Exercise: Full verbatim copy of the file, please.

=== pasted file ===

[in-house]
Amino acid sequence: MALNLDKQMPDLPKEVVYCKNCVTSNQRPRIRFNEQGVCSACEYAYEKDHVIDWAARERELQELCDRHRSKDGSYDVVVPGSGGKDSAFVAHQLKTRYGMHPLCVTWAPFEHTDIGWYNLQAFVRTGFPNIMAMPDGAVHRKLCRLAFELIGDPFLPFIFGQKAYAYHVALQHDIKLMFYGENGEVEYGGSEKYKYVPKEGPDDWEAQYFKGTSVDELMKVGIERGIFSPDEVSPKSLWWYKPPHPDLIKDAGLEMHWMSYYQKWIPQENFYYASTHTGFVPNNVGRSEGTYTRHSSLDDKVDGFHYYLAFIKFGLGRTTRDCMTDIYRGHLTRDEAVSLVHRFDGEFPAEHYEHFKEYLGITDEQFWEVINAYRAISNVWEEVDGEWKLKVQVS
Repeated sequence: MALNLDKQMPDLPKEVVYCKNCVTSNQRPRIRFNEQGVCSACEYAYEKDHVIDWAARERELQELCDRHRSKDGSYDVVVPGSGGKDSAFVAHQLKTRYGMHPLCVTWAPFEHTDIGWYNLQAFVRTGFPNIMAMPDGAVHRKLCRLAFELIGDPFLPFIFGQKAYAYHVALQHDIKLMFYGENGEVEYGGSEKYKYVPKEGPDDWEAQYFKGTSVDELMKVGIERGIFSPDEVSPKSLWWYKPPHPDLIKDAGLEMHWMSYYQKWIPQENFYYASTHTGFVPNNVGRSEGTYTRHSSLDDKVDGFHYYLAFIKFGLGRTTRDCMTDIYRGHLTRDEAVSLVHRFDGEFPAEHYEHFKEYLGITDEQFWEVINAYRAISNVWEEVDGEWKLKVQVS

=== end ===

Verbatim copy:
[in-house]
Amino acid sequence: MALNLDKQMPDLPKEVVYCKNCVTSNQRPRIRFNEQGVCSACEYAYEKDHVIDWAARERELQELCDRHRSKDGSYDVVVPGSGGKDSAFVAHQLKTRYGMHPLCVTWAPFEHTDIGWYNLQAFVRTGFPNIMAMPDGAVHRKLCRLAFELIGDPFLPFIFGQKAYAYHVALQHDIKLMFYGENGEVEYGGSEKYKYVPKEGPDDWEAQYFKGTSVDELMKVGIERGIFSPDEVSPKSLWWYKPPHPDLIKDAGLEMHWMSYYQKWIPQENFYYASTHTGFVPNNVGRSEGTYTRHSSLDDKVDGFHYYLAFIKFGLGRTTRDCMTDIYRGHLTRDEAVSLVHRFDGEFPAEHYEHFKEYLGITDEQFWEVINAYRAISNVWEEVDGEWKLKVQVS
Repeated sequence: MALNLDKQMPDLPKEVVYCKNCVTSNQRPRIRFNEQGVCSACEYAYEKDHVIDWAARERELQELCDRHRSKDGSYDVVVPGSGGKDSAFVAHQLKTRYGMHPLCVTWAPFEHTDIGWYNLQAFVRTGFPNIMAMPDGAVHRKLCRLAFELIGDPFLPFIFGQKAYAYHVALQHDIKLMFYGENGEVEYGGSEKYKYVPKEGPDDWEAQYFKGTSVDELMKVGIERGIFSPDEVSPKSLWWYKPPHPDLIKDAGLEMHWMSYYQKWIPQENFYYASTHTGFVPNNVGRSEGTYTRHSSLDDKVDGFHYYLAFIKFGLGRTTRDCMTDIYRGHLTRDEAVSLVHRFDGEFPAEHYEHFKEYLGITDEQFWEVINAYRAISNVWEEVDGEWKLKVQVS